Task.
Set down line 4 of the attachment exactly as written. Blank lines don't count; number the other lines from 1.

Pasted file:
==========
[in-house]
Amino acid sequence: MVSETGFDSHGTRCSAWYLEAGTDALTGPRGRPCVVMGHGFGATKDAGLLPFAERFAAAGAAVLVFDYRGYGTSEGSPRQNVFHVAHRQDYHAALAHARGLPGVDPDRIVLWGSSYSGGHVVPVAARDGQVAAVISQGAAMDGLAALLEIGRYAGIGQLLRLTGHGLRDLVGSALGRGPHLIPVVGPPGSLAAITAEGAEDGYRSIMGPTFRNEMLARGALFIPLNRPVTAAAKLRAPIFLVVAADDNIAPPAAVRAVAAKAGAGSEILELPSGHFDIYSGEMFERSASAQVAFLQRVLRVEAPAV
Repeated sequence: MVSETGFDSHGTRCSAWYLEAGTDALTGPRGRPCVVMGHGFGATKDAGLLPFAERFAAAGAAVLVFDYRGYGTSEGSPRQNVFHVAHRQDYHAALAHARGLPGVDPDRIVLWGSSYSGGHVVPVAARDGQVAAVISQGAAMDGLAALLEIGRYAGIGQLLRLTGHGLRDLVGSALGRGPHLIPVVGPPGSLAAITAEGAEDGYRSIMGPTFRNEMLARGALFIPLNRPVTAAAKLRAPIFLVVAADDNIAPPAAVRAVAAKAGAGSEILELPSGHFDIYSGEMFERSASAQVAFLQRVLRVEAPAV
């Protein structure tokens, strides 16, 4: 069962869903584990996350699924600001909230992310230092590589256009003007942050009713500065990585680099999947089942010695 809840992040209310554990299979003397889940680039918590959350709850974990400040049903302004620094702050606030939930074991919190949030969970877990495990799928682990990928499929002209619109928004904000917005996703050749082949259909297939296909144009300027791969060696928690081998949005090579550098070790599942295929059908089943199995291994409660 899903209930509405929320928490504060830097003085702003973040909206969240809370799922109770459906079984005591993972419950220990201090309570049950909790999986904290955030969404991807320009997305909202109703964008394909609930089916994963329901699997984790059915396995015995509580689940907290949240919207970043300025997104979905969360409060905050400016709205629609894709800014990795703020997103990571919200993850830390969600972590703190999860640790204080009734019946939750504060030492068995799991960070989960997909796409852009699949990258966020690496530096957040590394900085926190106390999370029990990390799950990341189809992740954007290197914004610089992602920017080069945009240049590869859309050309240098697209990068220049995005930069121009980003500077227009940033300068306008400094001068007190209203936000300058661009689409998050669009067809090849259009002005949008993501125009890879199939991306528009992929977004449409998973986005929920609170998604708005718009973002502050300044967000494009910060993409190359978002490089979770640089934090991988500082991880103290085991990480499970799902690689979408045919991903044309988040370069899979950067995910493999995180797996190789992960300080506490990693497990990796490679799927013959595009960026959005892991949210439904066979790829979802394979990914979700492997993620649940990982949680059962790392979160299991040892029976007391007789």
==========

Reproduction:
């Protein structure tokens, strides 16, 4: 069962869903584990996350699924600001909230992310230092590589256009003007942050009713500065990585680099999947089942010695 809840992040209310554990299979003397889940680039918590959350709850974990400040049903302004620094702050606030939930074991919190949030969970877990495990799928682990990928499929002209619109928004904000917005996703050749082949259909297939296909144009300027791969060696928690081998949005090579550098070790599942295929059908089943199995291994409660 899903209930509405929320928490504060830097003085702003973040909206969240809370799922109770459906079984005591993972419950220990201090309570049950909790999986904290955030969404991807320009997305909202109703964008394909609930089916994963329901699997984790059915396995015995509580689940907290949240919207970043300025997104979905969360409060905050400016709205629609894709800014990795703020997103990571919200993850830390969600972590703190999860640790204080009734019946939750504060030492068995799991960070989960997909796409852009699949990258966020690496530096957040590394900085926190106390999370029990990390799950990341189809992740954007290197914004610089992602920017080069945009240049590869859309050309240098697209990068220049995005930069121009980003500077227009940033300068306008400094001068007190209203936000300058661009689409998050669009067809090849259009002005949008993501125009890879199939991306528009992929977004449409998973986005929920609170998604708005718009973002502050300044967000494009910060993409190359978002490089979770640089934090991988500082991880103290085991990480499970799902690689979408045919991903044309988040370069899979950067995910493999995180797996190789992960300080506490990693497990990796490679799927013959595009960026959005892991949210439904066979790829979802394979990914979700492997993620649940990982949680059962790392979160299991040892029976007391007789």